1 in 4 working age disabled people live in ‘deep poverty’, report finds


Campaigners warn that DWP policies have worsened conditions for disabled people in recent years

A QUARTER of working age disabled people, 2.8 million across the UK, are living in ‘deep poverty’, meaning they earn less than half the median national income, according to a new report.

The Disability and Poverty Report by the New Policy Institute (NPI), sponsored by the Joseph Rowntree Foundation, also found that almost half of people in the UK living in poverty were either disabled themselves, or lived in a household with a disabled person.

The report’s findings come in the midst of the Scottish Government’s consultation into creating a new social security system.

A spokesperson for the Glasgow Disability Alliance (GDA) told CommonSpace that the report accurately reflects the experience of their members.

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She said: “The NPI report evidences what disabled people across Glasgow and Scotland already know to be true, from our lived experience: that at any age, we face inequality, barriers and disadvantage across all areas of life.”

GDA is the largest disabled people’s membership organisation in the country, with more than 3,000 members in the Glasgow area.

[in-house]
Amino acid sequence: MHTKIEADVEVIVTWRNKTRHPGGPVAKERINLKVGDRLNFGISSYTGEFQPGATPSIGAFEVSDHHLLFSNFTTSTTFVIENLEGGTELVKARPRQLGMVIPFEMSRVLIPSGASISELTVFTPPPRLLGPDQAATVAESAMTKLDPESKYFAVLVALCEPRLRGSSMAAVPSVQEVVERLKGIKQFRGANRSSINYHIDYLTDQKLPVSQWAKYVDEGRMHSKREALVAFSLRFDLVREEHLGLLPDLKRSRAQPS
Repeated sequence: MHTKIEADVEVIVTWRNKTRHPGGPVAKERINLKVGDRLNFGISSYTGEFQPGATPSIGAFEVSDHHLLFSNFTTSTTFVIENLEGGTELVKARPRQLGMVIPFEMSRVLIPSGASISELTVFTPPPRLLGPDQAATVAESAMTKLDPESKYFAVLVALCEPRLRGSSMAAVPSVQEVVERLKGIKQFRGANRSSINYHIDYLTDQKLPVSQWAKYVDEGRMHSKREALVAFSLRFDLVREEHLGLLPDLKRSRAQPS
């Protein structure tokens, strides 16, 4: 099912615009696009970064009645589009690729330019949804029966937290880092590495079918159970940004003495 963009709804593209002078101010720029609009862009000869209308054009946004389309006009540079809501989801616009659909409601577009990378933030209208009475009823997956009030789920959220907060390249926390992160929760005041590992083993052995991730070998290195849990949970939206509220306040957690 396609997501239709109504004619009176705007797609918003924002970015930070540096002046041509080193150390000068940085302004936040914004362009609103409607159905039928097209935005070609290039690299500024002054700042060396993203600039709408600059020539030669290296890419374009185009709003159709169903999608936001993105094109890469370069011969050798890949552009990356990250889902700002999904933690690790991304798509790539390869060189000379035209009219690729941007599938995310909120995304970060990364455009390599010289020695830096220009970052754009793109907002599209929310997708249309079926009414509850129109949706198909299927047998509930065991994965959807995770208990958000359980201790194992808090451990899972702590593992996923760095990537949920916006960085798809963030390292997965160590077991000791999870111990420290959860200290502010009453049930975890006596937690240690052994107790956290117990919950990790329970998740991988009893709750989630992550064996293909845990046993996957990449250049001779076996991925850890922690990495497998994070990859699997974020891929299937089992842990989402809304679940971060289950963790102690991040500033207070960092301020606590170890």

It is one of the central organisations being consulted by the Scottish Government on how newly devolved welfare powers, including disability and carers assistance payments, should work. Jeane Freeman, Scottish Government minister for social security, will meet with GDA staff and members at the group’s learning festival on 1 September.

The GDA spokeperson said: “GDA members have been working with the Scottish Government, sharing their experiences and helping lay the groundwork for a fairer social security system in Scotland, under the new powers; and in Glasgow GDA is working with the local authority to drive forwards an independent living strategy that puts disability at the heart of improving economic outcomes across the city.”

She added that Scottish social security would need to represent a huge improvement on the department for work and pensions’ (DWP) austerity regime, which saw widespread use of sanctions against welfare claimants.

Twenty-six per cent of Jobseeker’s Allowance claimants sanctioned since the onset of austerity measures in 2010 were disabled people. Thousands of disabled people have died across the UK after being found fit for work by the DWP following assesments by French firm Atos.

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The spokesperson said: “Westminster’s inhumane and target-driven assessment regimes, for the support disabled people rely on, push many disabled people to desperation just to prove their entitlement, and destitution when they can’t reach the shifting goal posts.

“Rights that disabled people fought hard for are being eroded and denied, with the result that as a group we are pushed further into poverty and isolation.”

The Scottish Government’s consultation will conclude in mid November.

The full NPI report can be read here.

Picture courtesy of Glasgow Disability Alliance

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